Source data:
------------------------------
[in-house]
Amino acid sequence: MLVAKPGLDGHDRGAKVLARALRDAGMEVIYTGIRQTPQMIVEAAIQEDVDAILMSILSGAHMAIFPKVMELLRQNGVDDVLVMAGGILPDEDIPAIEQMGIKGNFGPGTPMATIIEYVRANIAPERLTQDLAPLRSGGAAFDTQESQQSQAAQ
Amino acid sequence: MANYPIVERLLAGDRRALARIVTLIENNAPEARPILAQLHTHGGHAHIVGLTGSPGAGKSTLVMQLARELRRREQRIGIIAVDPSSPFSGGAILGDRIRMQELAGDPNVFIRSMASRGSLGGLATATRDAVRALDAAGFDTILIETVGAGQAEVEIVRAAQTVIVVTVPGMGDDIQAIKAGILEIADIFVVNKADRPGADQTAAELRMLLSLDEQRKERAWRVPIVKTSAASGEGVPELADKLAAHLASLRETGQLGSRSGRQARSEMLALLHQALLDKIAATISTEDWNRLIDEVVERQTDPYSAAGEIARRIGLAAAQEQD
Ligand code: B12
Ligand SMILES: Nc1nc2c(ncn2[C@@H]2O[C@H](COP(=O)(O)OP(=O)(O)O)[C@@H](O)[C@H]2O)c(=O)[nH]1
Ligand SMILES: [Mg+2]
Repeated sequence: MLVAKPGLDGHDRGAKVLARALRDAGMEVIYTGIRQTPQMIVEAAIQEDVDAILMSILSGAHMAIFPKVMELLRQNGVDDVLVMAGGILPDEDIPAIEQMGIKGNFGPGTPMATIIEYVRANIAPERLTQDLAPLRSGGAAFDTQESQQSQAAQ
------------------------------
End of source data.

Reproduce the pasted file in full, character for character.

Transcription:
[in-house]
Amino acid sequence: MLVAKPGLDGHDRGAKVLARALRDAGMEVIYTGIRQTPQMIVEAAIQEDVDAILMSILSGAHMAIFPKVMELLRQNGVDDVLVMAGGILPDEDIPAIEQMGIKGNFGPGTPMATIIEYVRANIAPERLTQDLAPLRSGGAAFDTQESQQSQAAQ
Amino acid sequence: MANYPIVERLLAGDRRALARIVTLIENNAPEARPILAQLHTHGGHAHIVGLTGSPGAGKSTLVMQLARELRRREQRIGIIAVDPSSPFSGGAILGDRIRMQELAGDPNVFIRSMASRGSLGGLATATRDAVRALDAAGFDTILIETVGAGQAEVEIVRAAQTVIVVTVPGMGDDIQAIKAGILEIADIFVVNKADRPGADQTAAELRMLLSLDEQRKERAWRVPIVKTSAASGEGVPELADKLAAHLASLRETGQLGSRSGRQARSEMLALLHQALLDKIAATISTEDWNRLIDEVVERQTDPYSAAGEIARRIGLAAAQEQD
Ligand code: B12
Ligand SMILES: Nc1nc2c(ncn2[C@@H]2O[C@H](COP(=O)(O)OP(=O)(O)O)[C@@H](O)[C@H]2O)c(=O)[nH]1
Ligand SMILES: [Mg+2]
Repeated sequence: MLVAKPGLDGHDRGAKVLARALRDAGMEVIYTGIRQTPQMIVEAAIQEDVDAILMSILSGAHMAIFPKVMELLRQNGVDDVLVMAGGILPDEDIPAIEQMGIKGNFGPGTPMATIIEYVRANIAPERLTQDLAPLRSGGAAFDTQESQQSQAAQ